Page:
Planning your Revegetation Project: Part 2

In part 1, we covered the planning of plant selection, weed control and the planting or seeding process. In the second part of this post, we focus on three more planning stages to consider when developing your revegetation project plan, namely fertilisation, tree protection and site maintenance.


Australian native plants typically adapt to low nutrient soils. Some species — such as many of the Acacia, Banksia, Hakea and Pultenaea species — are susceptible to excess phosphorous. Considering that revegetation reconstruction often happens in sites where fertilisers have been heavily applied during agricultural processes, fertilisation of native reconstructive projects isn’t always required. In fact, fertilisation can sometimes be a detrimental inclusion. In some cases, excess nutrients may need removing. For example, you may need to scalp nutrient-rich topsoil from heavily fertilised ex-farming sites to create suitable soil for native grass seeding. The best approach is to factor in a soil nutrition assessment into your project timeline. Do this early enough, up to a year before your anticipated planting time, to cater for any required soil amendments. Your assessment may include:
  • Reviewing the site’s history
  • Examining the condition of any existing vegetation
  • Obtaining a professional soil analysis
Soil amendments can be added to the soil with cultivation, included as an individual process at the time of planting, or applied to the plants after seeding or planting.

Image: Taking a soil sample for nutritional analysis. Common macronutrients analysed include compounds of nitrogen, phosphorus, potassium, calcium, magnesium, and sulfur.

Tree Protection

Bush Tucker is a popular thing, and our native animals and livestock are in on the trend! Whether native to Australia, introduced as stock or invasive pests, all sorts of animals will enjoy grazing on your young, tender seedlings. Therefore, protection for your new seedlings is critical. The type of protection you need depends on the kind of grazing that is likely to occur.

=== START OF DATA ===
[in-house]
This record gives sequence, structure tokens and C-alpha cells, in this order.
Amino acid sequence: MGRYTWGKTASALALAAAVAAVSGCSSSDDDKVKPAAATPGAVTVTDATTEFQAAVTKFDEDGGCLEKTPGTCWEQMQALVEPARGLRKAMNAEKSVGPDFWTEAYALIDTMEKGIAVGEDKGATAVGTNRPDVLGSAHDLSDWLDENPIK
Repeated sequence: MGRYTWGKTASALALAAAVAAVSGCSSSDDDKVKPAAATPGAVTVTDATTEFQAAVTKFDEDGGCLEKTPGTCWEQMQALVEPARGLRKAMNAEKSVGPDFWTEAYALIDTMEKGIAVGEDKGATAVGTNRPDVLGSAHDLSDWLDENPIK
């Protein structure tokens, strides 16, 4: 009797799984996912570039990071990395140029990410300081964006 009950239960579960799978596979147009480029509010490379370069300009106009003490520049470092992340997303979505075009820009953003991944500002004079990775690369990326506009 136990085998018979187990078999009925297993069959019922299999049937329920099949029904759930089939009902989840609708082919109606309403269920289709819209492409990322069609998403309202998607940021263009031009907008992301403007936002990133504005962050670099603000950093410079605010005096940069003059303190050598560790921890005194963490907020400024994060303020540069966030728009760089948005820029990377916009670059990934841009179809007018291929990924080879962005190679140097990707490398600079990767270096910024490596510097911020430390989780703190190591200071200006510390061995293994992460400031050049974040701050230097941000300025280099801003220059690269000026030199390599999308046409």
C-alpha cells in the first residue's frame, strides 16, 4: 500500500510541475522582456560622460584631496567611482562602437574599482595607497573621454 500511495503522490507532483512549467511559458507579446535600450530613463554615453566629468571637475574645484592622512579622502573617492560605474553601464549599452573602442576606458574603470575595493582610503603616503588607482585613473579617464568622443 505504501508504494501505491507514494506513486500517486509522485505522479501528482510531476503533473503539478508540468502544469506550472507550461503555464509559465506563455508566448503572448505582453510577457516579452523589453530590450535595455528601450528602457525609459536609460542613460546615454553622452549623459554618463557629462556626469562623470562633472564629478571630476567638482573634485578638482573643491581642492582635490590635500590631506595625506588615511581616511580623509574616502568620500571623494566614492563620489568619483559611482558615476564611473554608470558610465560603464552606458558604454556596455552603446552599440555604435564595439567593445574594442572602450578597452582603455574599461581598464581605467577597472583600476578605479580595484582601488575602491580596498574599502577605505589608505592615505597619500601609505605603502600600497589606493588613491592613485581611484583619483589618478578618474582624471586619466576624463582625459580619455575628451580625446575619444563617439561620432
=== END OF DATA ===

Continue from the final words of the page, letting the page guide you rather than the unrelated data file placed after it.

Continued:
At least one year before planting, begin to monitor the site for potential threats. Then, use the information you gather to create a pre-planting pest control program and incorporate this into your revegetation plan. When you know which invasive pests are a threat, you can determine the type of physical protection you’ll need for any animals still present after control.

Image: Plastic fluted tree guards protect seedlings in a revegetation site.

Site Maintenance

Like with any ‘garden’, a reconstructive revegetation project requires ongoing maintenance. Factor in two to three years for continuing care into your project timeline. Things such as regular watering, weed control and pest management need consideration to ensure the project has the best chance of meeting its objectives.

Who can help me plan my project?

Australia consists of multiple natural resource management regions. Each region has organisations staffed with people familiar with the revegetation process, who can help with species selection, weed control advice and even funding applications. They can also inform you of local planning regulations if any apply to your project. The link below provides an interactive map to help you discover which board can support you.

Image: NRM Regions is a collective of 54 NRM organisations from all over Australia (click on image to visit the NRM Regions Australia website)

Next steps

In our next blog post, we’ll do a deeper dive into plant selection and consider what species belong in which areas and how to get in touch with people who grow certain species. If you have any questions relating to the planning stage of your revegetation project, feel free to reach out to our team. Please email us at